A little window into the publishing world of turn-of-the-century Salem and Boston today. I found it difficult to reconcile the very divergent titles of the prolific Salem publisher Samuel Edson Cassino until I uncovered the family history behind the family business. The S.E. Cassino Company is best known for producing children’s literature, both periodicals like the long-running Little Folks. The Children’s Magazine (1897-1923) and charmingly-illustrated texts like Edith Francis Foster’s Mary’s Little Lamb: a Picture Guessing Story for Little Children (1903).
These publications contrast sharply with the other Cassino titles, issued in Boston rather than Salem, primarily scientific compendiums like the annual Naturalists’ Universal Directory. It turns out that Samuel Edson Cassino, a trained naturalist who married into a prominent North Shore family and turned to publishing, focused on his own interests down in Boston and left the newer (and I suspect more profitable) branch of his business to his daughter Margherita Cassino Osborne, an 1899 graduate of Radcliffe College. Margherita not only edited Little Folks and several other serial publications (and later put out her own children’s books) but seems to have managed all of the Salem publishing operations, along with her second husband Frank Wellman Osborne. The Cassino catalogue acquired another–even more diverse–serial title in 1912: the very interesting early science fiction Black Cat magazine, founded by Herman D. Umbstaetter in Boston in 1895. The operation of Black Cat were moved from Boston to Salem (which must have seemed appropriate to everyone, as this was just when Salem was beginning to transform itself into “Witch City”), and was managed by Mr. Osborne until its demise in 1920.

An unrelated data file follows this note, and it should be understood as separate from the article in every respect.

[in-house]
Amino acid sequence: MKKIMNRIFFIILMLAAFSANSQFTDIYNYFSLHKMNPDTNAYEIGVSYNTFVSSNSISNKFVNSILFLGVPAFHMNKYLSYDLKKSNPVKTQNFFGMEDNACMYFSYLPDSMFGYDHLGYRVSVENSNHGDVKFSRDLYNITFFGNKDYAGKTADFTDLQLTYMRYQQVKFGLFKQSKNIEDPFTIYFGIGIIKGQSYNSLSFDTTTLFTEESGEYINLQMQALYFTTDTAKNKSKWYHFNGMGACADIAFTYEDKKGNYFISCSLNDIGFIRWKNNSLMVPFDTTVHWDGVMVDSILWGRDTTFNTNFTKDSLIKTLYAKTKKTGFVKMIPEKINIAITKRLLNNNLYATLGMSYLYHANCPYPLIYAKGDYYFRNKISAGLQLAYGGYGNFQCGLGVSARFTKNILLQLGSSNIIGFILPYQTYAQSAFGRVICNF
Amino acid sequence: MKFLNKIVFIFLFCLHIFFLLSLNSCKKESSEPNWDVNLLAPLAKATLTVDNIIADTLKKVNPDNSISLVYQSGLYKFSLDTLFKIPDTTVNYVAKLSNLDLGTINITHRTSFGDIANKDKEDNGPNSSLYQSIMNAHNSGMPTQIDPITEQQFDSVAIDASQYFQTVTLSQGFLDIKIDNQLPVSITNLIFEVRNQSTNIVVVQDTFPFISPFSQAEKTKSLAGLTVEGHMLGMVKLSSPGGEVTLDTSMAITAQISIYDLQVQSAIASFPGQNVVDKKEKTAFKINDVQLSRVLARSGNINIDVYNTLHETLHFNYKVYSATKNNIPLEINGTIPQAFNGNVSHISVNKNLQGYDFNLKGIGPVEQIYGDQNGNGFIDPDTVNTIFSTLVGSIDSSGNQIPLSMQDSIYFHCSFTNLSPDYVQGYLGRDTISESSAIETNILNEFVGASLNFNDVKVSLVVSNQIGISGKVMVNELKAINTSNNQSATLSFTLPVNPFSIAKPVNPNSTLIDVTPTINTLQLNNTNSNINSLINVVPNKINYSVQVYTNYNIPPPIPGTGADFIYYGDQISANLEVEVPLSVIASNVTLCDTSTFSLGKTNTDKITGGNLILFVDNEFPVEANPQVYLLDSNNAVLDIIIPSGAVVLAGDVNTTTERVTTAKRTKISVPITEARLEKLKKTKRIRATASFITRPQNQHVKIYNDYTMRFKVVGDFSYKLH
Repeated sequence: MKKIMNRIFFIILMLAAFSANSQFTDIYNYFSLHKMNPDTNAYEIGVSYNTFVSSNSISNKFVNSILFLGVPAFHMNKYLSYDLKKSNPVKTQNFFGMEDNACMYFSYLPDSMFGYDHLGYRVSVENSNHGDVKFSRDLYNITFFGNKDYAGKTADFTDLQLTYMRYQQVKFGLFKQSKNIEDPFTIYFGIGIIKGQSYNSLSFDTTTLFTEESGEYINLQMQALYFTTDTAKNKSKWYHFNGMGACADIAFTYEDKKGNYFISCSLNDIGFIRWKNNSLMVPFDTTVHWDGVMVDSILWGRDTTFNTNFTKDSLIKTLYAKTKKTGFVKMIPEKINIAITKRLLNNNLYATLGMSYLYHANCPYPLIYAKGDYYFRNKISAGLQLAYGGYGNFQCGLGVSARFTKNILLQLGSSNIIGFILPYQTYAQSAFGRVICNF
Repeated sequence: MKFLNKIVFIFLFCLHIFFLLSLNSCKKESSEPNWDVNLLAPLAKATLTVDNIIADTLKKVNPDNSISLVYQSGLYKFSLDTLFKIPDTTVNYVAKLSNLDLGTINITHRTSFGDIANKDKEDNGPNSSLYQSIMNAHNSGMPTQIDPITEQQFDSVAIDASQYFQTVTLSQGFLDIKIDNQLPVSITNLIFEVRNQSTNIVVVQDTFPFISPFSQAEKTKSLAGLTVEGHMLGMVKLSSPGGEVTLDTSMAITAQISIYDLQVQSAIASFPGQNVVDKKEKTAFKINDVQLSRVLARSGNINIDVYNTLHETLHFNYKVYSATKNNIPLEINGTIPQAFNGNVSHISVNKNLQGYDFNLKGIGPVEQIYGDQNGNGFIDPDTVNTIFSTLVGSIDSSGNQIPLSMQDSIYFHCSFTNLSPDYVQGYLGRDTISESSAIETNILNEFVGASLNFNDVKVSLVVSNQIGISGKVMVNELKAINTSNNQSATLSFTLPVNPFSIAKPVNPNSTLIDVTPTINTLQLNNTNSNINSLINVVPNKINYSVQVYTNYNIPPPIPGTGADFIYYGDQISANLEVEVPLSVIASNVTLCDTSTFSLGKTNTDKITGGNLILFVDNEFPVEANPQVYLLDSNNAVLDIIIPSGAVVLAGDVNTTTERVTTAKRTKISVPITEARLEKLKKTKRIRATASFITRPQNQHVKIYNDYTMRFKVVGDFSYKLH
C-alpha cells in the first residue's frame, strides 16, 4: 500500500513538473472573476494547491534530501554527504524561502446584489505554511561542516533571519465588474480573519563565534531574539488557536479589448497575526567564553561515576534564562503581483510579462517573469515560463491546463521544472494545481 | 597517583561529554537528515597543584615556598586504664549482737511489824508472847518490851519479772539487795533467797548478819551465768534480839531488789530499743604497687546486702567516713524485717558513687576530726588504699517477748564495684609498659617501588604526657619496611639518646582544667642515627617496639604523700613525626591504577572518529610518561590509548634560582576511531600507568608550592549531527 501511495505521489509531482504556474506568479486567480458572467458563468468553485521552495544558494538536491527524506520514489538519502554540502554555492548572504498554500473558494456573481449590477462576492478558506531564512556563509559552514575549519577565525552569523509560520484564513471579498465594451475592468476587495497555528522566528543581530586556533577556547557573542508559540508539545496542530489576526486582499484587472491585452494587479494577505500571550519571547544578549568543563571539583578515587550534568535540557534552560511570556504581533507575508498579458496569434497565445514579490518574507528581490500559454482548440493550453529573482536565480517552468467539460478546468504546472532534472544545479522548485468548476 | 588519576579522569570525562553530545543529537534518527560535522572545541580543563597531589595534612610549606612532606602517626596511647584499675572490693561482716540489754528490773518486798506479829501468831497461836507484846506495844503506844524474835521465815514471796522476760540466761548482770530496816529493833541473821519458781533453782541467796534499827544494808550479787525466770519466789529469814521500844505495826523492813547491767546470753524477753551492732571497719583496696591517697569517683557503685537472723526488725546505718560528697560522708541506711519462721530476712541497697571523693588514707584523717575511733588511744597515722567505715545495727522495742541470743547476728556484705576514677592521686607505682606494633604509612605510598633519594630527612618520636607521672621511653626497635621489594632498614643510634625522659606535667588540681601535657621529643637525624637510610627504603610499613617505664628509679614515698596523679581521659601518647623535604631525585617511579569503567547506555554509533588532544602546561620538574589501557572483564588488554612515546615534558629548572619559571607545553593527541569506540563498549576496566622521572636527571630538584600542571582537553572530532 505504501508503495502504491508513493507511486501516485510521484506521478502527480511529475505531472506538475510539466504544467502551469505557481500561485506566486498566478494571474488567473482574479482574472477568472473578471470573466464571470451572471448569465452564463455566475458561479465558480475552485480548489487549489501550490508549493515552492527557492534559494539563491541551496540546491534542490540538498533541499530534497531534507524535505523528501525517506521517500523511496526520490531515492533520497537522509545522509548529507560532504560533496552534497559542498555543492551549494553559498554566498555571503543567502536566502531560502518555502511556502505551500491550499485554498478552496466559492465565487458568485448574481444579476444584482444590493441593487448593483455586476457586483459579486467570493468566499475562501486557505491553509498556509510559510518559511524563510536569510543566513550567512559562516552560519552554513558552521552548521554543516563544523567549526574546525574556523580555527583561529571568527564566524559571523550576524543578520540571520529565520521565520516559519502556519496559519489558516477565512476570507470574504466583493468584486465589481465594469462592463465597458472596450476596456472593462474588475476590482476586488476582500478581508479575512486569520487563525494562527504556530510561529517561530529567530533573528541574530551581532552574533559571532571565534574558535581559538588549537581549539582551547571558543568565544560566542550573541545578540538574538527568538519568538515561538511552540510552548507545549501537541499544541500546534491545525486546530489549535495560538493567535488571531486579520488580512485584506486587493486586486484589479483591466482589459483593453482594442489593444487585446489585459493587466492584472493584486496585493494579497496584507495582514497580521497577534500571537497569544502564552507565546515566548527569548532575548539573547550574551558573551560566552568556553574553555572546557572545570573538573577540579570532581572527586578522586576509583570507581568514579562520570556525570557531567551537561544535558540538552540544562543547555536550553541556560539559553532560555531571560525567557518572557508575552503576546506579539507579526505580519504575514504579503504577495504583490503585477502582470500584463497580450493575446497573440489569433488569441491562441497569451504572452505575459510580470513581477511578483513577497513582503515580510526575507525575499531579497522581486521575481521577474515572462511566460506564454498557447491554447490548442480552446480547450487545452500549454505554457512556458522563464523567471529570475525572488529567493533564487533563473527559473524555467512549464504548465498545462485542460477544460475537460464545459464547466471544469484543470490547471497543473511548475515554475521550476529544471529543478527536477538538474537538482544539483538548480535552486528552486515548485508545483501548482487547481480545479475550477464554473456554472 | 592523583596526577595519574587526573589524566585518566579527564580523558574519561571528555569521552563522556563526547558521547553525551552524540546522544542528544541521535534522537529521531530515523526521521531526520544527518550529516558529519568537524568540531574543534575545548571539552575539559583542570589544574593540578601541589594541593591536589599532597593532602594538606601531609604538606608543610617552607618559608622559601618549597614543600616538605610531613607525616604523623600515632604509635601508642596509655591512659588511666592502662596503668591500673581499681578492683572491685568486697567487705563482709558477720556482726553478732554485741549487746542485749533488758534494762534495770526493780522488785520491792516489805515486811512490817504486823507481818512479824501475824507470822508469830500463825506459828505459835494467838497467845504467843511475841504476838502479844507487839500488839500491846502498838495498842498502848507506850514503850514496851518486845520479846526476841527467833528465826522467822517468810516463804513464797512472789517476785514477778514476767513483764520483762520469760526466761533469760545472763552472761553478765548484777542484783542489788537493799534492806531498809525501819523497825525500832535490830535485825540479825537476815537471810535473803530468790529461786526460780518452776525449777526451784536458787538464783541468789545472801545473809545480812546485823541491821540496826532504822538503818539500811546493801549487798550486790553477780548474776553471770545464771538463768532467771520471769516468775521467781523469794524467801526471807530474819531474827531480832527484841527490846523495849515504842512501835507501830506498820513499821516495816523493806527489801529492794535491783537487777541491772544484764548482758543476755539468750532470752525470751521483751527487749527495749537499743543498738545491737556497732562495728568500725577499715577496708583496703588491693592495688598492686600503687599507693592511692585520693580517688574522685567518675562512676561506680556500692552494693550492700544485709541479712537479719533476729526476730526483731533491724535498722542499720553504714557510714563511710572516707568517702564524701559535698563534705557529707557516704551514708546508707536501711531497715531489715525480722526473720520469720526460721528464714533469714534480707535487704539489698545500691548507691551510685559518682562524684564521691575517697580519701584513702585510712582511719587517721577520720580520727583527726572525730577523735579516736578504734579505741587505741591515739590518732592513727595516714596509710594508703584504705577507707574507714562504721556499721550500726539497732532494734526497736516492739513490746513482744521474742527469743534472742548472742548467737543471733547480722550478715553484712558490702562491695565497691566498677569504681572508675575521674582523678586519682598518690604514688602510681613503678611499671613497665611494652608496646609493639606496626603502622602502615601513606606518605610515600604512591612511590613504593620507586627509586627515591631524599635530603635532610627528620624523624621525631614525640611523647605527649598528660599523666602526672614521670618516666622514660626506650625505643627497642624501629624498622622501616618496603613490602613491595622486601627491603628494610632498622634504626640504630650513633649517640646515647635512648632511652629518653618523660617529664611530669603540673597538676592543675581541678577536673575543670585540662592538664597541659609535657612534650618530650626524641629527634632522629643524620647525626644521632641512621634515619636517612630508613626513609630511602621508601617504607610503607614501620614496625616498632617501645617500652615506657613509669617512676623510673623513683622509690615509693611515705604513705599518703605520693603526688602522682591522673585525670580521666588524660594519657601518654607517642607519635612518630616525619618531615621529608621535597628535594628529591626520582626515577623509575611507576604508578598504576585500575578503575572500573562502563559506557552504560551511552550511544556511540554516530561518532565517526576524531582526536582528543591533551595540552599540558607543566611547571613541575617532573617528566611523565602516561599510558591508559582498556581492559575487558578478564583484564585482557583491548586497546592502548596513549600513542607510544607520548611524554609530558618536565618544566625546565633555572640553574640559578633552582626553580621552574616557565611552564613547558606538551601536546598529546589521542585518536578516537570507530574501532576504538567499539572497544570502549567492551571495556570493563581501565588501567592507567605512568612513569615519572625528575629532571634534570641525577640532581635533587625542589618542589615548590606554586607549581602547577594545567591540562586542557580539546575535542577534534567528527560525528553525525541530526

The family business was certainly profitable but there’s a (relatively, materially) tragic chapter in the Cassino story as well: their stately mansion on Lafayette Street, pictured below in 1910, was completely destroyed by the Great Salem Fire of 1914.
January 14th, 2012 at 9:46 am
Very interesting; who is Barbara Casino ? I have an envelope with her name on the return address; The Cassino Studio, Salem. It had a precancelled 1 1/2 cent stamp ( so no date). In it were a pair of etchings by artist. Lovis K. Harlow.
November 26th, 2015 at 7:41 am
Barbara Cassino was his Grand daughter, born to son Harold Cassino.
November 26th, 2015 at 7:45 am
Barbara was his Granddaughter, born to Harold Cassino. She was my Aunt.
November 26th, 2015 at 8:31 am
Thanks for filling us in on your family history!
January 14th, 2012 at 10:21 am
Good post Donna
January 14th, 2012 at 7:45 pm
Always sad when you hear of the demise of the mansions.. almost always fire too.. but interesting another Enid out in Boston.. .. c
January 16th, 2012 at 11:04 am
What a house! Show us more of pre-fire.
January 16th, 2012 at 3:32 pm
Wish I could! Can’t find another image in any of the digital archives–have to look in real archives when I have time. It looks like one of those big square Greek Revival houses you see on Nantucket….
January 16th, 2012 at 12:37 pm
Just one bit of info; I have a bound volume of “Little People”, ( 11-1915, 10-1916) ; there is no Salem content to the magazine. Plenty of good period line drawings, and articles. Single issues do pop up on eBay on a regular basis.
January 17th, 2012 at 10:07 am
Always love a good cat post!
April 12th, 2013 at 6:02 am
[…] hand-colored by James H. Emerton and C. E. Faxon. Another Salem surprise; I’m familiar with Cassino, whose diverse publications included everything from Black Cat Magazine to Bleak House, but this […]
September 2nd, 2013 at 3:08 pm
[…] Little Folks was published from 1897 to 1923 by Samuel Edson Cassino; it was edited by his daughter Marguerite Cassino Osborne. This ad is from the December 1918 issue — not that anyone had any reason to be thinking about guns in December 1918, of course. […]
September 1st, 2014 at 2:00 pm
Samuel E. Cassino was my Great Grandfather and my mother was named after Margherita Osborn Cassino. He was greatly loved, especially by all his grandchildren who he spent much time with. I have a great picture of their home on Lafayette St. before the Salem fire.
September 1st, 2014 at 3:05 pm
Oh Virginia, I’m so glad to hear from you! Your great-grandfather sounds like a really interesting and lovely man. If you would send me a picture of the Lafayette house, I know everyone would love to see it. We don’t have enough pictures of that part of Lafayette Street, pre-fire.
September 3rd, 2014 at 10:20 am